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COVID-19 infections rise again in France as gov't mulls easing rules from mid-April

4 March 2021 20:15

PARIS. KAZINFORM A total of 3,810,316 people in France have been diagnosed with COVID-19 after 26,788 positive cases were confirmed in the past 24 hours, the biggest daily increase since Feb. 24, official figures showed on Wednesday.

The number of people who lost their lives to the coronavirus increased by 322 to reach 87,542, the seventh highest in the world, Xinhua reports.

The number of hospitalized patients fell by 152 within a day to 25,111, while the number of serious cases rose again by 51 to 3,637, taking up 70 percent of the country's 5,100 resuscitation beds.

These data marked «not an exponential rise but a continuous and worrying increase,» government spokesperson Gabriel Attal said early Wednesday after a weekly cabinet meeting.

«Vaccinating the most vulnerable is protecting hospitals, is to give us a chance to be able to ease as quickly as possible the restrictions which weigh on our daily life,» Attal told reporters.

Senior citizens wait before receiving a dose of COVID-19 vaccine at a temporary vaccination center on the first day of its opening, in Clichy, France, Jan. 18, 2021. (Xinhua/Gao Jing)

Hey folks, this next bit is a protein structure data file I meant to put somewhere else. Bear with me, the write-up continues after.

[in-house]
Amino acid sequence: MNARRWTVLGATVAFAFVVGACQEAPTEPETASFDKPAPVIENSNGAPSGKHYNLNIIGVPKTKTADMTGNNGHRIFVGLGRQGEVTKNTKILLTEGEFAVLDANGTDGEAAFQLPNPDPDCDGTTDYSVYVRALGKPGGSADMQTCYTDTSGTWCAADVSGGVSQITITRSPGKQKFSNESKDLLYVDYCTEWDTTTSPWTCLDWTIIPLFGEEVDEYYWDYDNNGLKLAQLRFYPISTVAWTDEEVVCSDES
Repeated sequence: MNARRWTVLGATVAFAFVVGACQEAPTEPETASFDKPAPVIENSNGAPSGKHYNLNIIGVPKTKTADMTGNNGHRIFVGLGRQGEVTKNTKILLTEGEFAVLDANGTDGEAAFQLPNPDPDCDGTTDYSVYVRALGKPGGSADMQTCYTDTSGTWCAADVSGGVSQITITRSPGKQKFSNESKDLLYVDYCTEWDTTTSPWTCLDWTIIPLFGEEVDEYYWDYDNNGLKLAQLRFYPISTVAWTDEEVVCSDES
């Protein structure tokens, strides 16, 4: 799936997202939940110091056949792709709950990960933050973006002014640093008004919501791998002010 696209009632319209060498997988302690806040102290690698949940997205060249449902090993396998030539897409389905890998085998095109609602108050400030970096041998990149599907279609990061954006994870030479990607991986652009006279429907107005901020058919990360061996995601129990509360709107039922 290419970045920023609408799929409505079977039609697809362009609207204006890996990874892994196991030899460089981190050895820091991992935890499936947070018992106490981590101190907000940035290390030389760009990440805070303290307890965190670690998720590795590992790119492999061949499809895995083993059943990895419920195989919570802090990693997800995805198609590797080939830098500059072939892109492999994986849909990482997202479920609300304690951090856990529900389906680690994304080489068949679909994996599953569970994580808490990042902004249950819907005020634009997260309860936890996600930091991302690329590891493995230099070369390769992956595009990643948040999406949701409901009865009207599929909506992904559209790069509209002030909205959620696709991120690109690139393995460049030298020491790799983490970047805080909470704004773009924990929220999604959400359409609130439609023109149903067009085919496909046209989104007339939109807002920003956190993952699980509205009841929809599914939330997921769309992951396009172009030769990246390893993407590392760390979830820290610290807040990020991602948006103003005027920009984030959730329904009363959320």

«It is neither a distant nor uncertain horizon. It is a horizon that is getting closer and closer. We hope maybe from mid-April (we will ease restrictions), and we are preparing for it,» he said.

Attal added that President Emmanuel Macron has asked his ministers to propose plans allowing «a cautious re-opening of the country soon.»

Prime Minister Jean Castex will hold a news conference on Thursday to present an update on the country's epidemic indicators and possible remedies to the virus resurgence.

Unlike some of its neighbors, France has decided against a new lockdown, betting on nightly curfew and vaccination campaign to bring the epidemic under control.

A night-time ban on people's movement, in force since mid-December, was brought forward by two hours in the French territory on Jan. 16 to reduce social mixing.